Doctors in Pittsburg are stunned by the ability of a patient who reached a never seen before mental control level of a robotic arm.

The human part

Jan Scheuermann, 53, who is paralyzed neck down, was able to move, grasp and release a variety of common household items with the same ability as with a normal arm. Experts in the field explained it was an “unprecedented performance” and a “remarkable achievement“.

Jan trained hard with doctors and quickly learned how to make fluid, coherent movements with the robotic arm, and in time, she became better and better at controlling, showing how important the human control really is for the process.

How it works

In order for this technology to work, she had two sensors (electrodes) implanted in the brain – each 4 by 4 millimeters apart, in the motor cortex of her brain. The motor cortex is the part of the brain responsible in the planning, control, and execution of voluntary movements. After that, no less than a hundred tiny needles on each sensor picked up the electrical activity from about 200 individual brain cells.

“The way that neurons communicate with each other is by how fast they fire pulses, it’s a little bit akin to listening to a Geiger counter click, and it’s that property that we lock onto,” said Professor Andrew Schwartz from the University of Pittsburgh.

The electric pulses from the brain are translated to the arm, which is told to bend the elbow or the wrist, or to grab and release objects. The design is so effective that Jan was able to use some of its capacities after just 2 days of training; after that, over the course of 14 weeks, she became increasingly skillful, up to the point where she gained “co-ordination, skill and speed almost similar to that of an able-bodied person” by the end of the study.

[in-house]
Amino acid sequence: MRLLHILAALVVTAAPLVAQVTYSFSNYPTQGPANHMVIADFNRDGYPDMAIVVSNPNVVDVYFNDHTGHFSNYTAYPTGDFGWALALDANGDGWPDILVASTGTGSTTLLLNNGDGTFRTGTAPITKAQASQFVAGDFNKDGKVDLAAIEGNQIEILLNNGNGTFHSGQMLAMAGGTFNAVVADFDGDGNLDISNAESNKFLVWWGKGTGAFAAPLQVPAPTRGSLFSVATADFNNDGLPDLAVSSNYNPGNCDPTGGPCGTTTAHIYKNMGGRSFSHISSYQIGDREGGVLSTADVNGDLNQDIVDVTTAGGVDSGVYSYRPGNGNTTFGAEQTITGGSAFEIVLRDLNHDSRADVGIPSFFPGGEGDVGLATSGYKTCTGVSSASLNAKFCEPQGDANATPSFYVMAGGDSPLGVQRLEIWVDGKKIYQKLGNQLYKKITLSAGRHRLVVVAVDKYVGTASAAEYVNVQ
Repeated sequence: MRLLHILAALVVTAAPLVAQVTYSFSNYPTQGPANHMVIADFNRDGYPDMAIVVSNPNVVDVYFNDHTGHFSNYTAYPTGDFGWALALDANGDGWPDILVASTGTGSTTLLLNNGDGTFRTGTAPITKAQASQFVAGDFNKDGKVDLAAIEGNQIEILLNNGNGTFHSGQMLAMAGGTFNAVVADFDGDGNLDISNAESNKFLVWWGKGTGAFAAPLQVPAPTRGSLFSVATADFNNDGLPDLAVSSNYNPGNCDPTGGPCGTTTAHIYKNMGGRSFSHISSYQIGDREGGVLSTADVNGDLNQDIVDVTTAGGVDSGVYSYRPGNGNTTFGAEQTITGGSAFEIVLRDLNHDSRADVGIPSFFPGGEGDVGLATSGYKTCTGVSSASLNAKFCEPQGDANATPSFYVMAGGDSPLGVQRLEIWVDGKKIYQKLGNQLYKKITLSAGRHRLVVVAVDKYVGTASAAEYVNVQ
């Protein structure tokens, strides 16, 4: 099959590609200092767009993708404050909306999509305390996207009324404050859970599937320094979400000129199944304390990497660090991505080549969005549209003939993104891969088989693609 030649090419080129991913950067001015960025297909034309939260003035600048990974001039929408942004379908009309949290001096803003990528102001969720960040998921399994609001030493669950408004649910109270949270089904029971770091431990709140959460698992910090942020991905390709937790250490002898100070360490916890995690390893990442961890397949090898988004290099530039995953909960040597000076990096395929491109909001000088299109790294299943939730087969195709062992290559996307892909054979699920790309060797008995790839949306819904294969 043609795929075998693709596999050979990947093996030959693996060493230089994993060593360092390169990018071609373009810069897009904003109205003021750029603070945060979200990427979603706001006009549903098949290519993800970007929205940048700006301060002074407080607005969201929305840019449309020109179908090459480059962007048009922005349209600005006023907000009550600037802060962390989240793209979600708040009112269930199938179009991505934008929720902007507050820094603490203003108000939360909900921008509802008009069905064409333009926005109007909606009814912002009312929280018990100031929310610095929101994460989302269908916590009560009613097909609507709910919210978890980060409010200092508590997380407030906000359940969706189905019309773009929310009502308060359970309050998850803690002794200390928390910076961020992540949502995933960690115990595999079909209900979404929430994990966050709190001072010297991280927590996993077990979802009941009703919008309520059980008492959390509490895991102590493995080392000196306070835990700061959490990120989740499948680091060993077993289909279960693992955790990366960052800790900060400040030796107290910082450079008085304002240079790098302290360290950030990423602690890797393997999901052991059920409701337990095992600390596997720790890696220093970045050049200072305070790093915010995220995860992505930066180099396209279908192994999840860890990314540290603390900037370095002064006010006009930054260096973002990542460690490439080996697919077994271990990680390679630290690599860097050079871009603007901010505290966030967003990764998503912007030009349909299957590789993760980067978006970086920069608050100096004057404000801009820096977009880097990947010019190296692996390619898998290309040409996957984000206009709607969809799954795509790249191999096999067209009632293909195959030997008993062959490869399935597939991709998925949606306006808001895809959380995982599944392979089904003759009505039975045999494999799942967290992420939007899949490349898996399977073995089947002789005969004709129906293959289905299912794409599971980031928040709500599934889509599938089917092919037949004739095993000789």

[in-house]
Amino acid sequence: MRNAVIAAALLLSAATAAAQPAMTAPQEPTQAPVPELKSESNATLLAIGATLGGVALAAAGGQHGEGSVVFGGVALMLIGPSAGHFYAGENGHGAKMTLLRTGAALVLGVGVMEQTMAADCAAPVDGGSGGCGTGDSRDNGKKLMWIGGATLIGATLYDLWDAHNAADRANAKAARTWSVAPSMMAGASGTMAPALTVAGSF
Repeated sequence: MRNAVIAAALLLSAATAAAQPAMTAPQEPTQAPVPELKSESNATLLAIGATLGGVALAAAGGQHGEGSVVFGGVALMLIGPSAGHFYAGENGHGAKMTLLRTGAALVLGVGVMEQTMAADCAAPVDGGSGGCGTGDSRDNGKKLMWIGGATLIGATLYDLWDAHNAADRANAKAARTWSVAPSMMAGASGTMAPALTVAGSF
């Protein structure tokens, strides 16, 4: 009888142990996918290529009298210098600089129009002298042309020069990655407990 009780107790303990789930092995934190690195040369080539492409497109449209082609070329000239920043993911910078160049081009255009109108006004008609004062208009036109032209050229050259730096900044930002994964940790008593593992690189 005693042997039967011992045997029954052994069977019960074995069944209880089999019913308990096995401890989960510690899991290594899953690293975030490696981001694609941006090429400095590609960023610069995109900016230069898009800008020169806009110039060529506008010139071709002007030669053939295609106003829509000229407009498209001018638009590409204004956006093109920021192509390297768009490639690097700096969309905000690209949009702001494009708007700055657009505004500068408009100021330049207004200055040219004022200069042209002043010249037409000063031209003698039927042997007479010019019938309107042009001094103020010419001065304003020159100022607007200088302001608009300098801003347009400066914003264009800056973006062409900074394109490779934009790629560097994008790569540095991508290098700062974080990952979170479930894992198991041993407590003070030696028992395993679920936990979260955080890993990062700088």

Prof Schwartz explained such an accuracy of movement has never been achieved, and even they were a little surprised by it.

“We were blown away by how fast she was able to acquire her skill, that was completely unexpected,” he explained. “At the end of a good day, when she was making these beautiful movements, she was ecstatic.”

The field of harnessing a healthy brain to overcome a damaged body is advancing rapidly.

“They’re fluid and they’re way better, I don’t know how to say it any other way, they’re way better than anything that’s been demonstrated before. I think it really is convincing evidence that this technology is going to be therapeutic for spinal cord injured people. They are doing tasks already that would be beneficial in their daily lives and I think that’s fairly conclusive at this point.”

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